MIAMI — President Barack Obama is making a rare presidential visit to Puerto Rico, the U.S. island territory, with a firm eye on Puerto Ricans back on the mainland who could help him win at least one key state during his re-election campaign next year.
About 4.6 million Puerto Ricans live on the mainland, boosting a fast-growing Hispanic population that is becoming increasingly important in American politics.
The first official visit to the island by a president in 50 years caps a two-day trip that took Obama to two crucial political battlegrounds — North Carolina and Florida — as he solidified his political outreach and defended his economic record against sweeping attacks from potential Republican foes.
Addressing donors at three Miami fundraisers Monday evening, Obama hit a recurrent theme: “Big changes don’t happen overnight” and, “The reason we’re here today is because our work is not done.”
By venturing into Puerto Rico, Obama is courting a population that is concentrated in the New York region but that also has established a foothold in Florida, where about 841,000 Puerto Ricans live, according to the 2010 census. Puerto Ricans living on the island can only vote in presidential primaries.
About 20 pro-independence demonstrators kept an all-night vigil at a colonial fort in San Juan to protest Obama’s visit. They want the release of three Puerto Rican nationalists imprisoned in the U.S.
By setting foot on the island, Obama inevitably also steps into the decades-old debate over its status as a territory. Fortuno supports statehood. Others prefer the existing status, while a small but vocal minority in Puerto Rico favors independence. Island residents have voted consistently to maintain ties to the U.S.
While administration officials said the visit gives Obama a chance to interact with Puerto Ricans, he was only spending about five hours on the island.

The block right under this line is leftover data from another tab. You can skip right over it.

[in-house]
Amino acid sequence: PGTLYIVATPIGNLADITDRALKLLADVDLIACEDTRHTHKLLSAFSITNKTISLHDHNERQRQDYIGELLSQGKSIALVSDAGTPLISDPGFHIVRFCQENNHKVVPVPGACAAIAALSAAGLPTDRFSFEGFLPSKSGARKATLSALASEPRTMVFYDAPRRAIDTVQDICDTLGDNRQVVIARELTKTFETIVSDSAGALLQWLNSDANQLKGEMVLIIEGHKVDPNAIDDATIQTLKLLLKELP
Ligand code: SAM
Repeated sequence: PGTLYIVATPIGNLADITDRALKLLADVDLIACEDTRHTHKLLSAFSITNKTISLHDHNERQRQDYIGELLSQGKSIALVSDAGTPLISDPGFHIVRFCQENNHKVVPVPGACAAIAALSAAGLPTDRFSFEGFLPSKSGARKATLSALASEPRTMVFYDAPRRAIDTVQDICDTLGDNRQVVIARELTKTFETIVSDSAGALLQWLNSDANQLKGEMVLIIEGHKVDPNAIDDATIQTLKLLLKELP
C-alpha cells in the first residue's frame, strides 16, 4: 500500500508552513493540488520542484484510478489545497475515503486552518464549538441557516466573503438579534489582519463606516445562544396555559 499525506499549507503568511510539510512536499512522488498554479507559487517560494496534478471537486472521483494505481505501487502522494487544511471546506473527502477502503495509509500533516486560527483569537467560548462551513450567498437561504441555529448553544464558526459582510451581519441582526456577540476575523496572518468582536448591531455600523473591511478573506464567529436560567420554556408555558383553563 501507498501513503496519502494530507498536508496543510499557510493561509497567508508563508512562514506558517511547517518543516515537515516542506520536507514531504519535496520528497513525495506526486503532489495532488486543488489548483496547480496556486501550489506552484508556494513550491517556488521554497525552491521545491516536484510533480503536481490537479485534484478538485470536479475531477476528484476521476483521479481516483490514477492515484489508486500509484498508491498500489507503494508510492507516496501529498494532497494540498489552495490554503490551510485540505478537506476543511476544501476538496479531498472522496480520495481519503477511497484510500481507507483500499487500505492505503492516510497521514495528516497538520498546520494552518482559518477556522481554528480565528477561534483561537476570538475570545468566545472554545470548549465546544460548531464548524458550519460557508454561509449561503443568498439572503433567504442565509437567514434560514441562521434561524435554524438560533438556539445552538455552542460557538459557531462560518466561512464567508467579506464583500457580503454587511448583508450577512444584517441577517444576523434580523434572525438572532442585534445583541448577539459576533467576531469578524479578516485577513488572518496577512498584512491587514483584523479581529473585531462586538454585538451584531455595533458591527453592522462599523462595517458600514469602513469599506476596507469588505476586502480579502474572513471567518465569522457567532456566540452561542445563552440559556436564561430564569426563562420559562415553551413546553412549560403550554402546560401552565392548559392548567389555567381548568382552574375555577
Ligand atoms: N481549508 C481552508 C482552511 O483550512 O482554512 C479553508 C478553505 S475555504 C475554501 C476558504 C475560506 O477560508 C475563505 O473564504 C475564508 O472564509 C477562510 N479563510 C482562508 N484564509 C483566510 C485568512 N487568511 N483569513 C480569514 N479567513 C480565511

Obama has stayed neutral on the status question and supports a referendum to resolve it. In an interview with The Associated Press, Fortuno said he intends for the question to be put to the island’s voters before his term ends in December 2012.
That schedule follows a timetable proposed by a presidential task force. If the island’s political leaders can’t agree on a process, however, the president and Congress could then weigh in with legislation setting down requirements on how to resolve Puerto Rico’s status.
The recession hit Puerto Rico harder than the mainland, with unemployment rising to nearly 17 percent. It had dropped to 16.2 percent in April.
Fortuno said the economy is the biggest issue among islanders. And because they are U.S. citizens, immigration is not as potent a political subject as it is with other Hispanic groups.
Still, he said, “Many issues cut across the different subgroups within the Hispanic community.”
The governor said he welcomed the attention his island is getting and credited a growing regard among politicians for the Hispanic vote.View Entire Story
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